The town of Ammanford lies 18 miles south east of Carmarthen in South West Wales. It is 6 miles from the famous Brecon Beacons National Park, and is the third largest town in the county of Carmarthenshire. The river Avan flows through the town before its confluence with the river Loughor at Pantyffynnon, 1 mile south of Ammanford. The A483 road also passes through, leading to Llandeilo in the north, and joins with the M4 5 mile south west of Ammanford.
In 1925 a riot known as the Ammanford Anthracite Strike took place in the town. For ten days anthracite miners attempted to take control of the town by using force and violence. Even the police could not stand against the strikers, as 200 of them were ambushed at Pontamman Bridge. Eventually the strikers were forced back to Ammanford and surrendered and returned to the mines.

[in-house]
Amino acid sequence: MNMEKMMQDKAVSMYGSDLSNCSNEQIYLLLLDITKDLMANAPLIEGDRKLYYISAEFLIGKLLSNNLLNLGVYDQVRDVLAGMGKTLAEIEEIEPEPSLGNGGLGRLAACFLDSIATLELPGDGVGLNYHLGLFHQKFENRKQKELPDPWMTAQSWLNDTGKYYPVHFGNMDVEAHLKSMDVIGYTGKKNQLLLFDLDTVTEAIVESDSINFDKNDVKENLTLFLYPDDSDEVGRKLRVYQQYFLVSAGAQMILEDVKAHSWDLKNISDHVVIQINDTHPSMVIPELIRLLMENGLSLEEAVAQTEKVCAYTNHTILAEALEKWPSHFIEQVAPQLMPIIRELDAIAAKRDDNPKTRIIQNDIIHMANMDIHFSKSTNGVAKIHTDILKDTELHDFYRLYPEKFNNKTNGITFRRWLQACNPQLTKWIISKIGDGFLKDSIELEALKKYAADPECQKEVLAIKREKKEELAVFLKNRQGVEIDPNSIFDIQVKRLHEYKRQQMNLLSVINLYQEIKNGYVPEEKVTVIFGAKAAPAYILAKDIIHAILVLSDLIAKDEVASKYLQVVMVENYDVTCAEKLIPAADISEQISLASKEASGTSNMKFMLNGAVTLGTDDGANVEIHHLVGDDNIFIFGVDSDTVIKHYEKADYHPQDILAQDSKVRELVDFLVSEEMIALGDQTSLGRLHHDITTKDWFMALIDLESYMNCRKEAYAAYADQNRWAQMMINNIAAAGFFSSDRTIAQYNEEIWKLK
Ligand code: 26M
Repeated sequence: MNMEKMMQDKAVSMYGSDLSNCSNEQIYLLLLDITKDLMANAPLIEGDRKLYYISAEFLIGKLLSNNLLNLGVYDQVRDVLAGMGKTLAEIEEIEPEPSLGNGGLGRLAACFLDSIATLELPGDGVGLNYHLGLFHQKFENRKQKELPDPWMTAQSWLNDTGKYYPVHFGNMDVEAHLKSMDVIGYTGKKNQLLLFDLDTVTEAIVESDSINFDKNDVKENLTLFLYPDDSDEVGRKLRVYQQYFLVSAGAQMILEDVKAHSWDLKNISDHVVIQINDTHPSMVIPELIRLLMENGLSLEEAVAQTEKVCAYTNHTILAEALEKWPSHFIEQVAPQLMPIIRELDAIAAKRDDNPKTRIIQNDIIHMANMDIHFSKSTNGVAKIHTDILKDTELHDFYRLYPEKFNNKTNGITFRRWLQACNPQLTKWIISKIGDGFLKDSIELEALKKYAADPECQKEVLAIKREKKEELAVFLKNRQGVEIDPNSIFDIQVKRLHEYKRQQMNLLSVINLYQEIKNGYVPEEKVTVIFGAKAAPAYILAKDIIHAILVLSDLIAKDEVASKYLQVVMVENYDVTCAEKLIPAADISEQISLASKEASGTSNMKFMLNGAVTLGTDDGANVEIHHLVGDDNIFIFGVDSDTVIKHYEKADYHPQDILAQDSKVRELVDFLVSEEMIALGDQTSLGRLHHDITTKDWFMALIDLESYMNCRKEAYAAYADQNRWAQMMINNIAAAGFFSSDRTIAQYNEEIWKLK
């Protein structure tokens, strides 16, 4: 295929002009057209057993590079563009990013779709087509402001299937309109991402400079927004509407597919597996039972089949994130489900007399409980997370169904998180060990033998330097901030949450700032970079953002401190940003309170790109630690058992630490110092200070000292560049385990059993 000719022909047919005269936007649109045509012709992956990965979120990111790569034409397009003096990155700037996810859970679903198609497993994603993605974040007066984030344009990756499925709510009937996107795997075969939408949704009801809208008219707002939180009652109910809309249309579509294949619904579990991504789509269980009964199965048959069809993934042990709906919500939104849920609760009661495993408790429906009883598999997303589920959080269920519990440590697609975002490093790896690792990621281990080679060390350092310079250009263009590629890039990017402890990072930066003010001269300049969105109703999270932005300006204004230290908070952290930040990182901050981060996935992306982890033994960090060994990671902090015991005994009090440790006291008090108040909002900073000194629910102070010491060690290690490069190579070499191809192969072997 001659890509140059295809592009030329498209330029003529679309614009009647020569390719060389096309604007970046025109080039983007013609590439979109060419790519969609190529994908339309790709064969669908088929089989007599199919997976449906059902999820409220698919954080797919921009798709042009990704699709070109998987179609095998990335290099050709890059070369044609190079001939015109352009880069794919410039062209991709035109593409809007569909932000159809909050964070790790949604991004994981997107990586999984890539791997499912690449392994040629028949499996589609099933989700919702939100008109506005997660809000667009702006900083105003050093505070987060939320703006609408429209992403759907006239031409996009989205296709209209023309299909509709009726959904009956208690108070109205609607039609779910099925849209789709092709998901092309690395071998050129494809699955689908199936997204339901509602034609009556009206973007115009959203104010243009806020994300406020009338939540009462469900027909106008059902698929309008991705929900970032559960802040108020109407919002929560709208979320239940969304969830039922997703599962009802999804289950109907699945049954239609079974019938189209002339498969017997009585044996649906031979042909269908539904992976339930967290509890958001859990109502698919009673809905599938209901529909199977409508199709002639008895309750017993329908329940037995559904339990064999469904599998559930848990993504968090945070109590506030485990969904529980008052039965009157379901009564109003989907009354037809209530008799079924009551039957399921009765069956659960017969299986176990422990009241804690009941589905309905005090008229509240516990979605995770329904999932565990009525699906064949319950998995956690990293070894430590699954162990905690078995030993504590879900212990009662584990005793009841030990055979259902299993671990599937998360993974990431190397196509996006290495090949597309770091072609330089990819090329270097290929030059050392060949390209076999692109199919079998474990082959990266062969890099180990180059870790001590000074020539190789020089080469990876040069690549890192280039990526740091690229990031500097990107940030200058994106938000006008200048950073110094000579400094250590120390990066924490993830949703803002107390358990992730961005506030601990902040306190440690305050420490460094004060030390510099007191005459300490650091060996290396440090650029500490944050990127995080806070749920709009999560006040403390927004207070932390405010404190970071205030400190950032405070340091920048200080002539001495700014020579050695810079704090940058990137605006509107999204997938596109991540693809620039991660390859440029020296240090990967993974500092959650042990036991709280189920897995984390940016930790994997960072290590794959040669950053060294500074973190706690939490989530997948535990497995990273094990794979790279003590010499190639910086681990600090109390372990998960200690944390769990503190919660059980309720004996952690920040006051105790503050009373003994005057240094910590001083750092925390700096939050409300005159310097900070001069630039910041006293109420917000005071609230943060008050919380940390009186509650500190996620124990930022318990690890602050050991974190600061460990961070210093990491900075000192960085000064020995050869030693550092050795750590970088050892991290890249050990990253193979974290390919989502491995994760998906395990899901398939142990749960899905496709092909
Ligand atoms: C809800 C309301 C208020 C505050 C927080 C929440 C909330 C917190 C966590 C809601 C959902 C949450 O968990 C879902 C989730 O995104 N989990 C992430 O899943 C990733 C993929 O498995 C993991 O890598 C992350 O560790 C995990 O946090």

Carreg Cennen, near Llandeilo, is well worth a visit. Although there were many different castles built on the site, the first was built during the 12th century by Welsh Lord Rhys, Prince of Deheubarth. However, the original castle is believed to date back to the Dark Ages when it was in the hands of Urien Rheged, Lord of Iskennen, and his son Owain.
From Deheubarth, the castle passed into the hands of his descendant Rhys Fychan, who was betrayed by his mother when she gave the castle to the English. Rhys managed to regain the castle in 1248, but no more luck would come his way: the castle was first taken by his uncle, Marededd ap Rhys Gryg, and then by King Edward I in 1277.
It never returned to the Welsh. Because the castle's owners sided with the Lancastrians during the War of the Roses, after 1461, which saw the Yorkists rise to victory, the castle was destroyed and replaced with the present fortification. The castle was certainly an impressive building: there was a great kitchen, many towers, and a gatehouse complete with drawbridge, arrowslits, battlements and two portcullises. Although all of this has now gone, the impressive ruins can still be greatly appreciated.